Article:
And the documentary Samouni Road by Stefano Savona has also been selected at Cannes, which includes animations by Simone Massi, author of five of Venice Film Festival’s themes.
It’s a very powerful and brilliant experiment. This type of cinema takes you on a journey back to a certain kind of truth and reality that fiction films can only achieve up to a certain point.

However, not all of these films have guaranteed distribution, which continues to prove rather difficult.
We distribute 20 to 25 Italian fiction films a year with 01 Distribution, out of about 70 to 80 titles that have funding. We can’t do any more than that. But there’s an entirely different sales policy for documentaries. There are some distributors that specialise in the documentary genre and use different circuits. We would risk not being the most suited to distribute them. The same goes for certain fiction films. This year, I forced people’s hands a bit compared to last year, take Daughter of Mine [+see also:
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interview: Laura Bispuri
film profile
]
by Laura Bispuri for example, selected in competition at the 2018 Berlinale and released in cinemas at the end of February. But while our mission is to feed the industry, help it to grow, discover new talents and create new job opportunities, 01 Distribution is really the sales division. The majority of films that it distributes are of a really good quality – Bellocchio, Martone – but it also gets a few popular comedies into cinemas, as well as a few American films, whose takings can be reinvested. The important thing is to bring the product to the audience, whether it’s a large or small audience. I have increasingly positive data for documentaries regarding televisual scheduling on Rai’s networks.

Rai Com will be taking a few films funded by you to Cannes Film Market, such as Love and Bullets [+see also:
film review
trailer
interview: Marco and Antonio Manetti
film profile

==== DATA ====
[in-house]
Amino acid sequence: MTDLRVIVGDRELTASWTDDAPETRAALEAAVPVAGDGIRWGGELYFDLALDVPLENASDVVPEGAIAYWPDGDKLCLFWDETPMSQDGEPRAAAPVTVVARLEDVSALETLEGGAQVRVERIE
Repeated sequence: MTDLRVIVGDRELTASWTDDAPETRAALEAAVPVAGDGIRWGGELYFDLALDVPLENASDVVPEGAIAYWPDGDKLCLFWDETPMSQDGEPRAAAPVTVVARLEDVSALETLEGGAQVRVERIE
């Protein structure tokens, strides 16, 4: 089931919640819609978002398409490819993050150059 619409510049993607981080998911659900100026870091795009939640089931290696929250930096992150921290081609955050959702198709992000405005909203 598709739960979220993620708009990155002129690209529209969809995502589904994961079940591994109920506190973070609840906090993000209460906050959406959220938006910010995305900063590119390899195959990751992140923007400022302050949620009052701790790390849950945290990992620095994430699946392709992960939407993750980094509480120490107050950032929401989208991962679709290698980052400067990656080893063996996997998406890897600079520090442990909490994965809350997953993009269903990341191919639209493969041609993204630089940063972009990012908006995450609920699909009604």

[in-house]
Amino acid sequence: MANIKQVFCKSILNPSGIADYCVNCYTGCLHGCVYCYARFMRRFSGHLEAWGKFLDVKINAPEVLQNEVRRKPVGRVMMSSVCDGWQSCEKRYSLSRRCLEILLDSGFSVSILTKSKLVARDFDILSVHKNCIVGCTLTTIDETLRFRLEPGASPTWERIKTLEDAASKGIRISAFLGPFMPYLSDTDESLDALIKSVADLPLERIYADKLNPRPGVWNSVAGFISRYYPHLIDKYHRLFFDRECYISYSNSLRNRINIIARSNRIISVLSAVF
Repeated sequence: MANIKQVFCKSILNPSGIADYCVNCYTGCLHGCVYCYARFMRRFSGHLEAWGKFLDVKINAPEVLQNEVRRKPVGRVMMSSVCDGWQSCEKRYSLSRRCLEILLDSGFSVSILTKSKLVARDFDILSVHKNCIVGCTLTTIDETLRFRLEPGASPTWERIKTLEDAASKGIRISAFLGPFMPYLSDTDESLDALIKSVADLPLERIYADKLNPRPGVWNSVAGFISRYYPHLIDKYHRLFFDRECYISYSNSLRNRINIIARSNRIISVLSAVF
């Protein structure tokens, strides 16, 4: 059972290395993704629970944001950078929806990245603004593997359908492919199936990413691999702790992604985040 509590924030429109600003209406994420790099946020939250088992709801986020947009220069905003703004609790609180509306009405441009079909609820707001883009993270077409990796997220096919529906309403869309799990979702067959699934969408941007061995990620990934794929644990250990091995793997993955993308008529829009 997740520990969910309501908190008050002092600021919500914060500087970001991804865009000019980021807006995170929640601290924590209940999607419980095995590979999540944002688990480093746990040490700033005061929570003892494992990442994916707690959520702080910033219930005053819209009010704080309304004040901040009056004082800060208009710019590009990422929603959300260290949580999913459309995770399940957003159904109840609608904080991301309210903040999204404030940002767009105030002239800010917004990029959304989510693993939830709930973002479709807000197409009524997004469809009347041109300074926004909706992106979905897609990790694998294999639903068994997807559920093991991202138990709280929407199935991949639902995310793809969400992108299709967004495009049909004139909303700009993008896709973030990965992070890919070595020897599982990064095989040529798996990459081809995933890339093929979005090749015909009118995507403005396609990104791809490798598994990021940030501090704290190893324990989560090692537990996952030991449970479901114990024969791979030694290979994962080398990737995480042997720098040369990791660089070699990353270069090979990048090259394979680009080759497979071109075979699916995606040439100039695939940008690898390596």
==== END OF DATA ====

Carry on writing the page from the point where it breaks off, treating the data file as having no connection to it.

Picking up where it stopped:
]
, Cinderella the Cat [+see also:
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interview: Alessandro Rak
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]
, Dogman. Happy as Lazzaro and Lucia’s Grace, which were sold by The Match Factory. True Colours has Euphoria in its line-up. What is the international appeal of these films?
The debate about creating “cinema for everyone” is also valid abroad. For me, the international success of a quality film depends on the amount of visibility it gets. Garrone, for example, is very well loved, he has had the same European co-producers and distributors for a number of years, even if not all of his films have had a lot of commercial success. It’s about believing in a director’s talent, supporting them and distributing their films. We don’t expect Italian cinema to do very well in international box offices. It’s a problem that concerns all European cinema, with the exception of a few French films. I’m not talking about directors such as Nanni Moretti or Paolo Sorrentino, I’m talking about young talent, such as the Damiano and Fabio D’Innocenzo brothers, whose first film, Boys Cry [+see also:
film review
trailer
interview: Damiano and Fabio D’Innocenzo
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]
, was included on Match Factory’s distribution list. Films that definitely aspire to international distribution, even if somewhat limited, as well as visibility on festival circuits. There is a lot of talent in Italian cinema and it’s very well-respected, above all for those who are involved in the European industry system.

(Translated from Italian)